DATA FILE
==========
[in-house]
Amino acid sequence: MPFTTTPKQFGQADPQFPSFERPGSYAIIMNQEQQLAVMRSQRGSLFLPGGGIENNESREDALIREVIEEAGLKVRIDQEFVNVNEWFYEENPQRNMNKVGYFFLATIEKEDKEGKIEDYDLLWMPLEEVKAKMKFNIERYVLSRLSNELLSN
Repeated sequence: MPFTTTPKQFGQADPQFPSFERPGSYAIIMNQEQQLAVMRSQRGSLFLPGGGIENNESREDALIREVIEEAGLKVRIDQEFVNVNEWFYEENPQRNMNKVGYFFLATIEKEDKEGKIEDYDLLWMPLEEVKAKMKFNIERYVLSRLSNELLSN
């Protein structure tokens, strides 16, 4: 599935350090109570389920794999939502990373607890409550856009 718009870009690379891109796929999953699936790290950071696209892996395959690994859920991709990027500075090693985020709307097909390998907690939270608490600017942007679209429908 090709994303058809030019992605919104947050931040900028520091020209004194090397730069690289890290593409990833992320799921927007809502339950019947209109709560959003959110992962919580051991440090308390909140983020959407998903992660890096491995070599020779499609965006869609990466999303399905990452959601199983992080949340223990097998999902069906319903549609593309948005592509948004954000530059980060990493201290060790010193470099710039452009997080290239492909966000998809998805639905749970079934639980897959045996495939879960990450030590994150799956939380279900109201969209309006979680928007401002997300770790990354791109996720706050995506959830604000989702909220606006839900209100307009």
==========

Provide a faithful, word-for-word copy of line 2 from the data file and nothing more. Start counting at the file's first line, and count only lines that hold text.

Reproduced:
Amino acid sequence: MPFTTTPKQFGQADPQFPSFERPGSYAIIMNQEQQLAVMRSQRGSLFLPGGGIENNESREDALIREVIEEAGLKVRIDQEFVNVNEWFYEENPQRNMNKVGYFFLATIEKEDKEGKIEDYDLLWMPLEEVKAKMKFNIERYVLSRLSNELLSN